DTC’s Daily Digest brings you the latest news on the world’s fastest growing direct-to-consumer brands. In today’s edition: Revolve Group’s first day of trading smashes expectations; Stitch Fix diversifying marketing portfolio; Monese adds Pots.
Revolve Group’s first day of trading smashes expectations
Revolve Group soared 90.4% to USD$34.26 (£27.01) on the e-commerce retailer’s first day of trading Friday. The first trade on Friday for Revolve was at USD$25.16 (£19.83), 40% above its USD$18 (£14.19) initial public offering price.
Revolve, an online fashion retailer which bills itself as “the next-generation fashion retailer for millennial consumers,” raised USD$52.2m (£41.2m) through the sale of 2.9 million shares. The IPO was priced at the top of the expected range of USD$16 to USD$18 a share.
“Investors were not only attracted to the strong revenue growth, but the fact that the company has been profitable in 15-of-16 years is something long-term investors are drawn to,” said Jeff Zell, senior research analyst at IPO Boutique. “E-commerce companies with a desirable millennial audience, one that is hitting their peak spending years, is an area where investor appetite is extraordinarily strong.”
In 2018, the company reported USD$498.7m (£393.1m) in net sales and USD$36m (£28m) in net income. Revolve Group had 9.4 million unique visitors per month in 2018.
Stitch Fix diversifying marketing portfolio
Stitch Fix, the online personal styling service, announced during their third-quarter earnings call earlier this week, that the company spent USD$16m (£12.6m) in brand marketing last quarter. CEO and founder Katrina Lake said the business is looking to spend even more heavily on it during the second half of the year as the company looks to diversify from its “normal bread and butter performance marketing.”
The styling service reported revenue of USD$408.9m (£322.3m), and net income of USD$7m (£5.5m). Lake said that the company has been experimenting with in-person and out-of-home in addition to TV, though she admits that it’s too early to tell which specific channels will see investment.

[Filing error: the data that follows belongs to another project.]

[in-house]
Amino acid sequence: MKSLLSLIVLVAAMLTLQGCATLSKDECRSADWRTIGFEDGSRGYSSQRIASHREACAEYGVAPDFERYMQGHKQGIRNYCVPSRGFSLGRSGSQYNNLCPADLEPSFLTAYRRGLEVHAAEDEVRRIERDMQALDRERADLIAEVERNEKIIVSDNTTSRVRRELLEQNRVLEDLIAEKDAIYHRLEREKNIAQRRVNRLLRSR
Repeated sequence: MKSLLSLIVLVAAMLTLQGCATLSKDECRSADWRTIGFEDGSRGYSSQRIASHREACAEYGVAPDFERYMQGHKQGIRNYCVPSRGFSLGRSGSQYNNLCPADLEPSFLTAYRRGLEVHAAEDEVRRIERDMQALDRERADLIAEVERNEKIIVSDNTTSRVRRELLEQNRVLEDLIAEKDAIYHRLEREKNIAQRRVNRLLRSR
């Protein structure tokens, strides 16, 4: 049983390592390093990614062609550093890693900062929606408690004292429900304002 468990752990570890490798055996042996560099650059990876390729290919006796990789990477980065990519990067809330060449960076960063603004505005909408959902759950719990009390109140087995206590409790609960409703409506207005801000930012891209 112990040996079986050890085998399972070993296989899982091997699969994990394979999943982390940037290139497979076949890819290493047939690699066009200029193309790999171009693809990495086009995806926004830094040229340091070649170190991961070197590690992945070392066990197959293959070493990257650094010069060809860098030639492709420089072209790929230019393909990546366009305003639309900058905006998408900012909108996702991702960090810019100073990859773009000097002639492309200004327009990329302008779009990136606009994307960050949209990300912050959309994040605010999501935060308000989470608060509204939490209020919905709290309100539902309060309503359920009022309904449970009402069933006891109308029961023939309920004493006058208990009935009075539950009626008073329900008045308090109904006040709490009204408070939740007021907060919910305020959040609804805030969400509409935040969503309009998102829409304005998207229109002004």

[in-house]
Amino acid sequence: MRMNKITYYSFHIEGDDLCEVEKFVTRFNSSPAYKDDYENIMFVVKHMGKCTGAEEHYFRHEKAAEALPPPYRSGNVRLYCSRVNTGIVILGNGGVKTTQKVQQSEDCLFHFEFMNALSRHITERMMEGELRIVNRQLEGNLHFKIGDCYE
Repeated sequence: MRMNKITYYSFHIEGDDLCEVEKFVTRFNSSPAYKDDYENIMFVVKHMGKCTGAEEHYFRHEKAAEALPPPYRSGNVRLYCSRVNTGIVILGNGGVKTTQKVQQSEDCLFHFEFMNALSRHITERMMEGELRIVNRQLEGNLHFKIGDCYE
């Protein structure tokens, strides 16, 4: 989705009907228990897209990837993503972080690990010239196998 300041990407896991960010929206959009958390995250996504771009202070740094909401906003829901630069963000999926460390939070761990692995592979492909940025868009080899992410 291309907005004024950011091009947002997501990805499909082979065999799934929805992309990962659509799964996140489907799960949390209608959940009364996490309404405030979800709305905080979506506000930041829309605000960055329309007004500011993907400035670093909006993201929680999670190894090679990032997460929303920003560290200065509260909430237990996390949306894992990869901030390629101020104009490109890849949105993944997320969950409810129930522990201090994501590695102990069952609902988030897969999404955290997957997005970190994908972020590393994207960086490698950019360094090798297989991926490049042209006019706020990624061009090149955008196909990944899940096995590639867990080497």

Lake said that the company isn’t looking to measure the success of these brand marketing campaigns by how many new clients they add, but rather around metrics like how these ads do in raising “understanding of the brand, awareness of the brand, and affinity to the brand.”
Monese adds Pots
Monese Pots do not offer interest, but they are a place where you can safely keep your savings separate from your day-to-day spending. The idea is already prevalent on Monese’s competitor, Monzo.
Money withdrawn from your Monese Pot goes directly into the Monese account it was created from. Customers will also be able to see all transactions happening between their Pots and their main accounts, giving them full control of their finances and spending.
Monese recently announced that 1 million people have signed-up to Monese, with customer growth tripling in 2018, and over 3,000 people now joining Monese every day. Demand for Monese across mainland Europe surpassed that of the UK in November 2018, and in March 2019, two-thirds of all sign-ups to Monese were in mainland Europe. This milestone demonstrates significant momentum, following Monese’s successful USD$60m (£47m) Series B fundraise in September 2018.